MARATHON -- The State Attorney's Office found no basis in an allegation that a Realtor tried to bribe a Marathon city official over a liquor law issued in April, the Free Press has learned.
Marathon Mayor Mike Cinque went to the State Attorney's Office that month after he had a conversation with Realtor Bruce Schmitt about the town's controversial 2007 alcohol sales law, according to Cinque and State Attorney Catherine Vogel.
Cinque apparently intimated that Schmitt had offered to buy the Overseas Liquor Lounge, 3574 Overseas Highway -- ending that property's legal woes by neither selling alcohol nor developing there -- in exchange for the city throwing out the ordinance banning liquor sales within 1,500 feet of a church, school or another liquor store, said Cinque's attorney, Hal Schuhmacher.
Cinque owns the nearby Stuffed Pig restaurant at 3520 Overseas Highway.
Schmitt, who has real estate interests with companies such as Publix and Walgreens, has long opposed the ordinance. It keeps him from selling hard liquor at Walgreens.
Schmitt told the Free Press last week he would remain vocal in his opposition to the liquor ordinance, but denied he ever tried to bribe Cinque. The State Attorney's Office agreed, determining that no crime occurred, Vogel said.
"The allegation was bribery of a public servant, but there wasn't sufficient evidence," she said. "There was no non-speculative evidence that Schmitt was acting 'knowingly and dishonestly for a wrongful purpose,' as is required by the statute."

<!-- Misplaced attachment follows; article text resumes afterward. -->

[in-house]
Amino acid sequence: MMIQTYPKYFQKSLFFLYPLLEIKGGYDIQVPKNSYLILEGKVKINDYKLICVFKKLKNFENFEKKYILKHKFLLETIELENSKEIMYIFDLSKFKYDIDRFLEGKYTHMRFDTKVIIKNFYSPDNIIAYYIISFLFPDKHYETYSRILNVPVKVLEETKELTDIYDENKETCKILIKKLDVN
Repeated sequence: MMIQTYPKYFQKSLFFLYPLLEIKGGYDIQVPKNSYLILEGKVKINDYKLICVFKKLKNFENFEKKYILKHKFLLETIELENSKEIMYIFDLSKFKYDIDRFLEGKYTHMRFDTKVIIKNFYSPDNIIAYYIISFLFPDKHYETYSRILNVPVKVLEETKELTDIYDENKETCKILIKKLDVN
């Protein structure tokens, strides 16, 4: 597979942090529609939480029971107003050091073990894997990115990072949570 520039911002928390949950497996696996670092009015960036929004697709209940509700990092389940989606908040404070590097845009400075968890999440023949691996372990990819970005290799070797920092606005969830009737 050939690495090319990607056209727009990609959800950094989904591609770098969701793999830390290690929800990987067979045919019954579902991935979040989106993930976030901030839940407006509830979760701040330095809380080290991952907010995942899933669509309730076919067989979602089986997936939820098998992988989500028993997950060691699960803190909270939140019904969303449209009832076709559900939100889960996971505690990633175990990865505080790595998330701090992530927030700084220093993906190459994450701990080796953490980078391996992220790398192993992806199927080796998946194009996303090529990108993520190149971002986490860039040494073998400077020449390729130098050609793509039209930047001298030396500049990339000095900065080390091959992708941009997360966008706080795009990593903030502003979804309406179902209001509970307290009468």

State Attorney's Office investigator Chris Weber and Assistant State Attorney Mark Wilson reviewed the case, Vogel said.
"I think the city wanted to be careful about it and we did our due diligence and closed it back in April with no further action," she said.
The situation has been "blown way out of proportion," both Schmitt and Cinque said last week.
"I have conversations with people all the time over my opposition to this ordinance and will continue to speak to and ask for support from City Council members over the 1,500-foot rule," Schmitt said. "And I never made any offer [to Cinque] and there was never any quid pro quo."
Cinque was just erring on the side of caution, Schuhmacher said.
"As Mr. Cinque's lawyer, and with he being mayor, I felt it was appropriate to report this to the proper authorities and let them make a decision," the attorney said. "They investigated and made a determination that no crime was committed."
Cinque said he has "known and respected" the Schmitt family for a long time and didn't wish for the matter to "be played out in the news media."
"I felt the proposition was borderline inappropriate and, as mayor, I felt it was important to ask my lawyer, and we have courts for these things," Cinque said. "That's where they belong. Not in the newspapers."
Schmitt had been living outside the country for months due to the Dec. 21 arrest of a man charged with trying to pay someone to kill him.
The FBI accuses Dennis Zecca -- co-owner and manager of Marathon Marina Boatyard and former Coast Guard Station Islamorada commander -- of attempting to pay an undercover Drug Enforcement Administration informant $20,000 or a kilogram of cocaine to shoot Schmitt over the holidays.
The government has not cited a possible motive.
Zecca remains in federal jail in Miami under no bail. His trial is scheduled for December.